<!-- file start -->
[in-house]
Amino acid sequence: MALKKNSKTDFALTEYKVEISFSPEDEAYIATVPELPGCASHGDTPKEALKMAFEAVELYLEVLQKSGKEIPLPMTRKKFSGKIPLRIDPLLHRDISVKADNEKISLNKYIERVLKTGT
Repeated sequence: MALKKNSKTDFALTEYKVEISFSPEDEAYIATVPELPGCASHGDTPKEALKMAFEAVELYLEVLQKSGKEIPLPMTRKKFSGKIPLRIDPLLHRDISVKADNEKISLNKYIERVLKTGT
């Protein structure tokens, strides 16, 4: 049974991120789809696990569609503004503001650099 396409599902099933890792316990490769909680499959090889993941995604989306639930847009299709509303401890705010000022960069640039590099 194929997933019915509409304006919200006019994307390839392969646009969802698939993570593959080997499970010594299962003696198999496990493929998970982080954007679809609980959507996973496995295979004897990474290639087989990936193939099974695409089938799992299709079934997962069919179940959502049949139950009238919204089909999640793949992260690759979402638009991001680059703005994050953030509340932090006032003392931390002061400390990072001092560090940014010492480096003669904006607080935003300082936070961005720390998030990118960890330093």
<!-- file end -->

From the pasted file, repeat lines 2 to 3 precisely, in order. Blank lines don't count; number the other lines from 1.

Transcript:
Amino acid sequence: MALKKNSKTDFALTEYKVEISFSPEDEAYIATVPELPGCASHGDTPKEALKMAFEAVELYLEVLQKSGKEIPLPMTRKKFSGKIPLRIDPLLHRDISVKADNEKISLNKYIERVLKTGT
Repeated sequence: MALKKNSKTDFALTEYKVEISFSPEDEAYIATVPELPGCASHGDTPKEALKMAFEAVELYLEVLQKSGKEIPLPMTRKKFSGKIPLRIDPLLHRDISVKADNEKISLNKYIERVLKTGT